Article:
On September 23, 2020, I had the great pleasure of reading with poet Ysabel Y. Gonzalez for Warren County Community College‘s first-ever Virtual Visiting Authors Series. If you missed it and want to check it out, you can totally do so by way of YouTube. Enjoy!
If you missed the book launch and want to take a look at it, please, be my guest. I read for a bit and then we had a nice chat with a bunch of lively Q&A. Big thanks to Laura and Annie at Odyssey Bookstore for hosting me!
(I, for one, will not be watching this, since I was in it, and also, I hate my voice.)
Thanks to D.M. Barr for taking time to interview me for Skin Deep!
Attention, friends and strangers who happen to live in the vicinity of NYC! I’ll be at the Anthology Film Archives on Friday, 11/2 at 7:30pm, to take in the screening of the film The Washing Society and afterwards, I’ll be doing a reading in support of Emily Rubin‘s Loads of Prose. My story is titled “The Best of the Vest,” and if you want to know what it’s about, come on by!
Here’s a trailer for the movie.
And here’s all the info you need for the event.
THE WASHING SOCIETY/LOADS OF PROSE
Screenings and Readings
Thursday and Friday November 1, 2 at 7:30
ANTHOLOGY FILM ARCHIVES
32 2nd Ave NYC NY 10003
The Washing Society
by Lizzie Olesker & Lynne Sachs
2018, 45 min, digital
SPECIAL SCREENINGS: ARTISTS & SPECIAL GUESTS IN PERSON!
Featuring laundry workers Wing Ho, Lula Holloway, and Margarita Lopez, and actors Ching Valdes-Aran, Jasmine Holloway, and Veraalba Santa.
THE WASHING SOCIETY brings us into New York City laundromats and reveals the experiences of the people working there. Filmmaker Lynne Sachs and playwright Lizzie Olesker collaborate to observe and investigate the disappearing public space of the neighborhood laundromat, and the continual labor that happens there. The intersection of history, immigration, and underpaid work is woven into the film’s observational moments and interviews, along with the uniquely public/private exchange of dirt, lint, stains, and money. The juxtaposition of narrative and documentary elements creates a dream-like, yet hyper-real portrayal of a day in the life of a laundry worker, both past and present.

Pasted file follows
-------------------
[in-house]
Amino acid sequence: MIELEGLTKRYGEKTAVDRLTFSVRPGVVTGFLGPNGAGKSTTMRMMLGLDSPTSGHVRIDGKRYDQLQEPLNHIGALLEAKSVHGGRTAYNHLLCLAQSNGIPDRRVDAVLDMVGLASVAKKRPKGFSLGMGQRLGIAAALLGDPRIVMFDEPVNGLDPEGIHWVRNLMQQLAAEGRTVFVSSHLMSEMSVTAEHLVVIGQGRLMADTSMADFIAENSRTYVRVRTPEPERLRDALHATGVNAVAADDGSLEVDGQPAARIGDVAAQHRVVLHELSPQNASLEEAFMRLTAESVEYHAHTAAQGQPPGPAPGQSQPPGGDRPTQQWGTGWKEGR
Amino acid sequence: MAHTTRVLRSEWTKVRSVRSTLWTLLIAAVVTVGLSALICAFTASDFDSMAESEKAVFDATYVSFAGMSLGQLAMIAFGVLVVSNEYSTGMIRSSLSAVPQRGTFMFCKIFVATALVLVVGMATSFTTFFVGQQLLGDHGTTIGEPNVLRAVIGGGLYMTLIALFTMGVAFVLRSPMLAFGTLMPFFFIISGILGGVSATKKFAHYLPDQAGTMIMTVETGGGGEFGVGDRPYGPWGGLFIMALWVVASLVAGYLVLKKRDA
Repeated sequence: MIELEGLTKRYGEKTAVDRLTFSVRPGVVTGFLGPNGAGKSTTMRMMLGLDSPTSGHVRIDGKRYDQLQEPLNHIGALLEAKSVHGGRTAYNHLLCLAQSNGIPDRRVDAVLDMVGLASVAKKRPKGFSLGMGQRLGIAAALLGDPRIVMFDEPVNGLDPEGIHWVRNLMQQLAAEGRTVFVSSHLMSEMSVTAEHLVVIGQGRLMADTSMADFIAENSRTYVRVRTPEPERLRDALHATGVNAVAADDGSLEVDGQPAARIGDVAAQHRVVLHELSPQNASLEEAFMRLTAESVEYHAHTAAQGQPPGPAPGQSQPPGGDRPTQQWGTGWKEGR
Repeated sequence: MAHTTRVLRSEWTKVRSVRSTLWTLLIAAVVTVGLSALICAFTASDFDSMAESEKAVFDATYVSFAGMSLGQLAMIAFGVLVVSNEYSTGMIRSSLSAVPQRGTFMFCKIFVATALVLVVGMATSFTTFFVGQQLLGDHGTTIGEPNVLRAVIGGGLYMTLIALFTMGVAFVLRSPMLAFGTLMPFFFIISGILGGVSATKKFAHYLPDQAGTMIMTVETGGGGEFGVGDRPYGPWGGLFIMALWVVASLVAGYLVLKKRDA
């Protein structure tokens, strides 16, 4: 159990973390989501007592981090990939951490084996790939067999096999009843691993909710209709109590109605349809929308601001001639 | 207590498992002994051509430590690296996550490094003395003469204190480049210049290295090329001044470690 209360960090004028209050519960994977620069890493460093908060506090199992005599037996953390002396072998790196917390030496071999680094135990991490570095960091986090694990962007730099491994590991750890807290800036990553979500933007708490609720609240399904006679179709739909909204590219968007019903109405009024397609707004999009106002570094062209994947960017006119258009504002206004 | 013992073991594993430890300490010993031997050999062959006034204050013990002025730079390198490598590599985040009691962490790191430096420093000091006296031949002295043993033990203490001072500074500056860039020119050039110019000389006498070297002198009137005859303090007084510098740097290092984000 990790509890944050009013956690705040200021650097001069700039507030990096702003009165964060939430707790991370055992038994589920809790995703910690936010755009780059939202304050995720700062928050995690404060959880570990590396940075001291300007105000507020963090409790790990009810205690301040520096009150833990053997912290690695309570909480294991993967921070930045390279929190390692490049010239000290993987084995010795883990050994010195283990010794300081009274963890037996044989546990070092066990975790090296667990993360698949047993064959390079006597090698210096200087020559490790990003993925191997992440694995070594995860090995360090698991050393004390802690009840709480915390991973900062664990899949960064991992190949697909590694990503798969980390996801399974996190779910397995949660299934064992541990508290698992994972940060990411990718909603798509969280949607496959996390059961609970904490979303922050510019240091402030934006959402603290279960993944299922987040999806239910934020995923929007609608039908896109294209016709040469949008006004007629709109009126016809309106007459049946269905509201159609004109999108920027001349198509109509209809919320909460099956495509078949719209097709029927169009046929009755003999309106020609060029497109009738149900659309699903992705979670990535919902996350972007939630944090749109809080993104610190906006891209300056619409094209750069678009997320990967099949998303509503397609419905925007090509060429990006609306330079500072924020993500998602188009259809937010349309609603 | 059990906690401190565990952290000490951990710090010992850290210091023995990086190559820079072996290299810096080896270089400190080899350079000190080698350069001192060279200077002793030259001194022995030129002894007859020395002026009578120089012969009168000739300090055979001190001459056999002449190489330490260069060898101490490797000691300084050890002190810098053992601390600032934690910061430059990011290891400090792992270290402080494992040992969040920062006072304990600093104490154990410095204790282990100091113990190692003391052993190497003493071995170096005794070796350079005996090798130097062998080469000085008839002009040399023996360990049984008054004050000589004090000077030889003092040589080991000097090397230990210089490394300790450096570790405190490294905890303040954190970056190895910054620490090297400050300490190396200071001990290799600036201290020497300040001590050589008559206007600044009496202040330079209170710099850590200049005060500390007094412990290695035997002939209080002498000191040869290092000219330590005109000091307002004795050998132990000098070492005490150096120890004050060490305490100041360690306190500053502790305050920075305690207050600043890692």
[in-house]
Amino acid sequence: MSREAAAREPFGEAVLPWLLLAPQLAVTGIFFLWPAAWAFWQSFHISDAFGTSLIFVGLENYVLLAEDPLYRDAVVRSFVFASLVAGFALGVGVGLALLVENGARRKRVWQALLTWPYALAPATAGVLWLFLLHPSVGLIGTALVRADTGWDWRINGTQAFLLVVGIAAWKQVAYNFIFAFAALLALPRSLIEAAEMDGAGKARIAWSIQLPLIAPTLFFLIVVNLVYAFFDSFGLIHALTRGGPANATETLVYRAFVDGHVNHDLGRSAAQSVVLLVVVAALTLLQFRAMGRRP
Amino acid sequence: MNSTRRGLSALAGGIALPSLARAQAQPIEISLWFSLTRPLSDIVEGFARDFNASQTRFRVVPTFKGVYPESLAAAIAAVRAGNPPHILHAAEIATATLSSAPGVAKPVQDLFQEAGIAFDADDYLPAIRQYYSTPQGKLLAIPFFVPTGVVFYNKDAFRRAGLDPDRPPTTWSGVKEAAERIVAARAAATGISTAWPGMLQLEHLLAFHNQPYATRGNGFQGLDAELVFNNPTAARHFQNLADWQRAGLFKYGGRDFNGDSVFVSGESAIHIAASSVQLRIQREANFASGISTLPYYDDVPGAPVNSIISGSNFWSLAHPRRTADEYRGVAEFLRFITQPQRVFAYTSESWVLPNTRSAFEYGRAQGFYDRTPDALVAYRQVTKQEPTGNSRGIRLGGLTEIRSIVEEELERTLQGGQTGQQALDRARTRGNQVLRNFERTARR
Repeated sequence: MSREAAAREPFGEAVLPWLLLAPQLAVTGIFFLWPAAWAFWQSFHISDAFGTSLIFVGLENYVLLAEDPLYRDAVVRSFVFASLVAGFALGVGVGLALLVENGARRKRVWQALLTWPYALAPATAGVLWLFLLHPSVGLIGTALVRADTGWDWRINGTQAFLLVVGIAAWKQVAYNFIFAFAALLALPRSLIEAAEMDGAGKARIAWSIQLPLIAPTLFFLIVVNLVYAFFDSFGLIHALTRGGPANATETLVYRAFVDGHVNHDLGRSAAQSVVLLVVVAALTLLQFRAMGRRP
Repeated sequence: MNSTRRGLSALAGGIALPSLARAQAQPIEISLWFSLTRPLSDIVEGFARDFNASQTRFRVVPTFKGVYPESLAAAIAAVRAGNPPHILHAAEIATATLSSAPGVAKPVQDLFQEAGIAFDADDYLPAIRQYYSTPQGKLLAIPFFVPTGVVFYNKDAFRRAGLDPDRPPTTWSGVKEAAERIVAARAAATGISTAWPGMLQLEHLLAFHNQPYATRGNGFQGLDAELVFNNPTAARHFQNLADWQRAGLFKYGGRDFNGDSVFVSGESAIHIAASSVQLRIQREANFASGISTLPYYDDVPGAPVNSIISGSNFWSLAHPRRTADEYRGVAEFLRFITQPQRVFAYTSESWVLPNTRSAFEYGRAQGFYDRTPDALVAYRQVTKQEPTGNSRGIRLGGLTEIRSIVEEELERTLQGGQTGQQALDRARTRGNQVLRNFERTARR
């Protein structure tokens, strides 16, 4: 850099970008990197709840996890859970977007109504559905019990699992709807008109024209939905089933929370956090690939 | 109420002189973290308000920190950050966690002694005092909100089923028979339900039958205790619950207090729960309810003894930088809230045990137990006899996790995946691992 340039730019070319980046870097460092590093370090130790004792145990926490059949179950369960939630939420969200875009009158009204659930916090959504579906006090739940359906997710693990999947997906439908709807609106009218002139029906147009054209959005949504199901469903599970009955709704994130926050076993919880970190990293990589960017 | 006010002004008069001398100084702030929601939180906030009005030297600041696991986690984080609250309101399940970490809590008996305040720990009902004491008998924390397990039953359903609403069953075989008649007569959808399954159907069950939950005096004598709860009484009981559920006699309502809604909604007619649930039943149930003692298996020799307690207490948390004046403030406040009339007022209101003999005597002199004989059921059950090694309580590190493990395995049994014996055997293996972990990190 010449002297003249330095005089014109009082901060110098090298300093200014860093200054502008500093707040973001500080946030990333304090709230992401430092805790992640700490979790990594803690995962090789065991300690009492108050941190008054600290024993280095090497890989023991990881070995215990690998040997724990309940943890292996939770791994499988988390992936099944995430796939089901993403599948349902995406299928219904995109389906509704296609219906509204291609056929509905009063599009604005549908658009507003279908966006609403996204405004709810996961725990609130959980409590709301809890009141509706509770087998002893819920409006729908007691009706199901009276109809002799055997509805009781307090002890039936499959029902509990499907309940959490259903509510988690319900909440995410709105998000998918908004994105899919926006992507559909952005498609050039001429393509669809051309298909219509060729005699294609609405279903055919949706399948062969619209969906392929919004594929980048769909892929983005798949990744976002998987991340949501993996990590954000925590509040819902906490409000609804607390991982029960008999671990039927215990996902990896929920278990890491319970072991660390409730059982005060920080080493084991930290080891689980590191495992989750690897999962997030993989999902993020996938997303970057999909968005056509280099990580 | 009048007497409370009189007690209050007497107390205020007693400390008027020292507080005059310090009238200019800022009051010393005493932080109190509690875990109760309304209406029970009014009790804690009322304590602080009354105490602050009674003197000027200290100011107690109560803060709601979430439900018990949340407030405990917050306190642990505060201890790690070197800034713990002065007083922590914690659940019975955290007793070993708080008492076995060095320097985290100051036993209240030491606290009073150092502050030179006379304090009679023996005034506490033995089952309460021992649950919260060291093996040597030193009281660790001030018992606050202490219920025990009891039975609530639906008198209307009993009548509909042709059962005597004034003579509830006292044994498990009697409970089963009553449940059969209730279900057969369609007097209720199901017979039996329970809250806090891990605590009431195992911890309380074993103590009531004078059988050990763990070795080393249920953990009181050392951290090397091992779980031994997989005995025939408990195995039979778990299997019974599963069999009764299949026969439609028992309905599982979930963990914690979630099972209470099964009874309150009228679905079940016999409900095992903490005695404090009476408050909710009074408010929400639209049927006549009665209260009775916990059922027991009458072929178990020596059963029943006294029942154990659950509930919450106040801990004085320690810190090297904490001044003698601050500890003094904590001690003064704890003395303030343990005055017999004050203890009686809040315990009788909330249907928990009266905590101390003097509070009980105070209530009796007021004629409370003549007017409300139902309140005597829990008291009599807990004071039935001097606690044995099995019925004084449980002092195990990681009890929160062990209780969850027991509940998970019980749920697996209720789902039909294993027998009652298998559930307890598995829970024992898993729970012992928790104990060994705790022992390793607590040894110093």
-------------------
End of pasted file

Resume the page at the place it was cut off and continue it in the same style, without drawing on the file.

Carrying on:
Lizzie Olesker & Lynne Sachs DESPERTAR: NYC LAUNDRY WORKERS RISE UP (2018, 5 min, digital)
Thurs, Nov 1:
Historian Tera Hunter, whose book TO ‘JOY MY FREEDOM depicts the 1881 organization of African-American laundresses in Atlanta, and Mahoma Lopez and Rosanna Rodriguez (Co-Directors, Laundry Workers Center), will join us to discuss justice in the workplace.
Fri, Nov 2:
‘Loads of Prose,’ a reading series staged in laundromats, presents authors Emily Rubin (STALINA, 2011), Sung J Woo (LOVE LOVE 2015, EVERYTHING ASIAN, 2009), and Christine Lewis (Organizer, Domestic Workers United), who will read their stories of hidden labor and the challenges of our changing neighborhoods, where infrastructures are crumbling due to the visceral and economic demands of gentrification.
And here’s a bit of lovely trivia — I watched the film Private Life this afternoon, written and directed by the always wonderful Tamara Jenkins. It’s currently playing on Netflix, and how cool is it that the Anthology Film Archives is featured in the film! Check out the screencap.
A couple of weeks ago, Skokie and Niles Township held an opening ceremony for the event celebrating Korean culture. An excerpt has been posted on YouTube, so check it out!
A video has been posted by District 219 TV (Niles Township High Schools) that details the Coming Together program for this year. Check it out!
Note: some browsers may not play this embedded video properly — if so, here’s the link.
Last month, I visited The Raconteur for a reading and signing, and the good folks of that wonderful bookstore were kind enough to create YouTube videos of the reading and the following Q&A. Check it out!
On June 25, I did a reading in New York City for an event titled “Generation XYZ,” where I read from an original essay, some parts of my novel, and a flash fiction piece. Everything was captured for your viewing pleasure, so click on the big fat play buttons in the middle of the videos below. To read the essay itself, you can go to The Nervous Breakdown.
1) The first part of the reading, where I read from the essay, “sang” a part of a song, and read from the novel.
2) If you are curious about the singing part, you can listen to just that portion here.
3) The second part of the reading, where I read my flash fiction piece “Confessions of My Wart, Which Is on My Right Foot, Second Toe.”